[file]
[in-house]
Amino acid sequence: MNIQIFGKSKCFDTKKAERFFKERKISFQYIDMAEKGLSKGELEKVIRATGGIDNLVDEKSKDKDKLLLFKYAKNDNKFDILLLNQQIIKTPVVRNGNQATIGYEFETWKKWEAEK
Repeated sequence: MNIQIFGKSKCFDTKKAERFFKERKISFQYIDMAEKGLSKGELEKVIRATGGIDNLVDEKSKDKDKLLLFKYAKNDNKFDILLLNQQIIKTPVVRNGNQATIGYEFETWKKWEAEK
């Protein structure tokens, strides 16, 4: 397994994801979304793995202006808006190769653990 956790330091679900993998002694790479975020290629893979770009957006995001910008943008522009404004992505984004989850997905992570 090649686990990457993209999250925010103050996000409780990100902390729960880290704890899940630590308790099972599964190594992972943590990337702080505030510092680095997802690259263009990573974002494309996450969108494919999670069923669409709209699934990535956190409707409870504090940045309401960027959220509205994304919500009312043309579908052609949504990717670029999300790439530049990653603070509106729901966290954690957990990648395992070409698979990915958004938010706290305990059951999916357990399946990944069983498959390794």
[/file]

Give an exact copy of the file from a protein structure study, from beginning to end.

[in-house]
Amino acid sequence: MNIQIFGKSKCFDTKKAERFFKERKISFQYIDMAEKGLSKGELEKVIRATGGIDNLVDEKSKDKDKLLLFKYAKNDNKFDILLLNQQIIKTPVVRNGNQATIGYEFETWKKWEAEK
Repeated sequence: MNIQIFGKSKCFDTKKAERFFKERKISFQYIDMAEKGLSKGELEKVIRATGGIDNLVDEKSKDKDKLLLFKYAKNDNKFDILLLNQQIIKTPVVRNGNQATIGYEFETWKKWEAEK
């Protein structure tokens, strides 16, 4: 397994994801979304793995202006808006190769653990 956790330091679900993998002694790479975020290629893979770009957006995001910008943008522009404004992505984004989850997905992570 090649686990990457993209999250925010103050996000409780990100902390729960880290704890899940630590308790099972599964190594992972943590990337702080505030510092680095997802690259263009990573974002494309996450969108494919999670069923669409709209699934990535956190409707409870504090940045309401960027959220509205994304919500009312043309579908052609949504990717670029999300790439530049990653603070509106729901966290954690957990990648395992070409698979990915958004938010706290305990059951999916357990399946990944069983498959390794």